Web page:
History courses in high school: a greater role for Aboriginal

raymond-bedard-president-societe-professeurs(Quebec) The Ministry of Education plans to use the reform of high school history class to make more room in Aboriginal history and consequences of residential schools since the 2016 school year.

This was confirmed Friday to the Sun Esther Chouinard, spokesperson of the Ministry. “The state of knowledge on First Nations, both historical and sociological plan, evolved in recent years, particularly the impact that residential schools have had on indigenous peoples. The development of the Quebec and Canadian history curriculum takes into account the result of this research, “she says.

The new History courses in Quebec and Canada, to be implemented in Secondary 3 in 2016 and the fourth high school in 2017, will be built in chronological order, unlike the current course, History and Citizenship Education, which is more focused on skills.

Already in September, pilot projects were started in several schools in Quebec. Raymond Bédard, president of the League of Quebec history teachers, can not disclose the exact content of the courses, which remains refine. “I can only say that overall, Aboriginal place in historical content is actually enhanced,” he says.

At the Ministry of Education, it is argued that the new program began to be developed in the winter of 2014 and that from the outset, we decided to make a bigger place for First Nations.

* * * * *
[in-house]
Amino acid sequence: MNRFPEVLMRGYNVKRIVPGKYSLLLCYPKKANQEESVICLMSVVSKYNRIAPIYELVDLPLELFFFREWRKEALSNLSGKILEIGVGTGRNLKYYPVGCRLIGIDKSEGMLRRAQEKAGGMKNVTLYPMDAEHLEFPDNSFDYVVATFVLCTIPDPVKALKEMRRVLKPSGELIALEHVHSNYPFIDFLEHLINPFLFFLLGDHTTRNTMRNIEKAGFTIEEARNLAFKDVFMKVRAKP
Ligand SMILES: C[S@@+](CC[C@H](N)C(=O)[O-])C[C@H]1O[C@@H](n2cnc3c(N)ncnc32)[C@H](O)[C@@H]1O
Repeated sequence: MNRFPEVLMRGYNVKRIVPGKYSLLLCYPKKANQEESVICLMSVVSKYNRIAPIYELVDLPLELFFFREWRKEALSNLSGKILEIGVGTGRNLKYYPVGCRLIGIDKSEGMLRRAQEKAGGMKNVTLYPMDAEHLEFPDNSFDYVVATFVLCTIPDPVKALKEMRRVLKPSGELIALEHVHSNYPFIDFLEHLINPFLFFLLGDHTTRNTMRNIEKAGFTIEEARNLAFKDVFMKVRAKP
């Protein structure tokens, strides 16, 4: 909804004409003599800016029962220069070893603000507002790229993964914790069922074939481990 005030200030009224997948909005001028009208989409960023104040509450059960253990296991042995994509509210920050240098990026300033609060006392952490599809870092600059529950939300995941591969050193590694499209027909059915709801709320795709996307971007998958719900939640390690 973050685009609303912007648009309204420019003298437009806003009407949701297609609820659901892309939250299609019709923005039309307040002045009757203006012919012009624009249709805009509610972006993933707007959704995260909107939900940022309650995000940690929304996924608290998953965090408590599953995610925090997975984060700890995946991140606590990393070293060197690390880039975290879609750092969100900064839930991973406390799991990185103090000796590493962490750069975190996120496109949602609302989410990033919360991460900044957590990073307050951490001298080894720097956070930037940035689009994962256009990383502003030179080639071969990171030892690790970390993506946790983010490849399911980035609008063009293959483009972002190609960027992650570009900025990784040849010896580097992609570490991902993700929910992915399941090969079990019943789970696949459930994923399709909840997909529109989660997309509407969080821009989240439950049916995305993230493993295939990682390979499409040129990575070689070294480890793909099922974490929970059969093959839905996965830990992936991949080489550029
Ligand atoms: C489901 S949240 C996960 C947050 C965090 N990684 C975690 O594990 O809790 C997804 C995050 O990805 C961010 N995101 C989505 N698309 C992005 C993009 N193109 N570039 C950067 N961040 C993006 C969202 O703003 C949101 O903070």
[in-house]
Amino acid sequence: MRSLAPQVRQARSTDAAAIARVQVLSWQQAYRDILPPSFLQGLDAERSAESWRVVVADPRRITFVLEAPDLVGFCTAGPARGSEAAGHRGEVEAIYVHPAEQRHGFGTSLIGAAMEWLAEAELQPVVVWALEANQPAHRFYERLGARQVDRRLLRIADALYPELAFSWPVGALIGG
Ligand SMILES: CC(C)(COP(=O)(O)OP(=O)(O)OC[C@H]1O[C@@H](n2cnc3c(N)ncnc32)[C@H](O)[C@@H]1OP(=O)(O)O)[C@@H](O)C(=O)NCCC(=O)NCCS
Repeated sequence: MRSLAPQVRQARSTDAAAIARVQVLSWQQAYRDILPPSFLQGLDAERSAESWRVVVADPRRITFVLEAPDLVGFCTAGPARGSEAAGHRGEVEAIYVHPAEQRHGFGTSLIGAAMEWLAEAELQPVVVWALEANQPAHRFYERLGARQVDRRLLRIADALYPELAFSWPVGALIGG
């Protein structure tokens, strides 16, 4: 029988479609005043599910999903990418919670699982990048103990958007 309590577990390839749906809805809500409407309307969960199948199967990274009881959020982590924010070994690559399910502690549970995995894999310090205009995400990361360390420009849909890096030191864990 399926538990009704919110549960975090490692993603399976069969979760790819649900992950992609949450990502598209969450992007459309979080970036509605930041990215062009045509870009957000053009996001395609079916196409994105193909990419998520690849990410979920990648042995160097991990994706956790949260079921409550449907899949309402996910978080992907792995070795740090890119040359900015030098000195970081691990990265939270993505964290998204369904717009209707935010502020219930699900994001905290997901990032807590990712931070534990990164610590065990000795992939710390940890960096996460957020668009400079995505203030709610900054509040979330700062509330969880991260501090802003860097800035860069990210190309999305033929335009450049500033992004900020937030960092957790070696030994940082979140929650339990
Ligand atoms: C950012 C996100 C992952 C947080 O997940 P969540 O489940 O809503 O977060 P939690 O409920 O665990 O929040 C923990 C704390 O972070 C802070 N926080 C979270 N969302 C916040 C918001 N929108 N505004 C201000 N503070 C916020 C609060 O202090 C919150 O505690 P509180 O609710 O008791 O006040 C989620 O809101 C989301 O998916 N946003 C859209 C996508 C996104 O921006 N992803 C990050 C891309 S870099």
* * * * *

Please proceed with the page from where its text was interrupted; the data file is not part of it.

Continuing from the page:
Teachers, academic advisors throughout Quebec, as well as members of Aboriginal and Francophone communities were asked to participate in developing the new program.

Neither the report of the Commission for Truth and Reconciliation Canada, tabled in June or the “crisis” on the Aboriginal reality that followed the alleged assault of First Nations women in Val d’Or this week n ‘ would interfere in the process. “The work was already well advanced,” says Ms. Chouinard.

In June, Prime Minister Philippe Couillard had still maintained that he was holding above the 94 recommendations of the Commission of Truth and Reconciliation, it was “the need for our children, our schools, know that part of our history [residential school]. ”

Highly anticipated

We teach more Aboriginal history in Quebec’s public schools will have something for the community. “It is a necessity. It’s been years they say, “says Isabelle Picard, anthropologist and Huron-Wendat.

“We will not succeed in changing the ignorance, prejudice, and in some cases vis-à-vis racism First Nations if we do not teach history in school,” she says.

One that sometimes gives lectures in high school is ask many questions, not only by the students, the teachers too. “If you give a change of course, it would also train teachers. Because they feel a bit poor compared to all this, “she believes.

Today, Aboriginal history as conveyed in schools is limited to the pre-contact and contact with the first European settlers, 400 years ago. “It is as if from 1750, no longer existed. We talk a bit about the Indian Act, and that’s it, “says Ms. Picard.

She herself has tried to include more Aboriginal history at the previous education reform at the turn of the 2000s, but “it did not go as far as we wanted.” Ms. Picard hopes that this time is good.

In short: Residential Schools>
Schools (boarding) intended for aboriginal Canadians. They scolarisaient, evangelizing and attempted to assimilate Aboriginal children separated from their families. This practice has recently been described as a “cultural genocide”. Residential schools have existed across the country 1820-1996.

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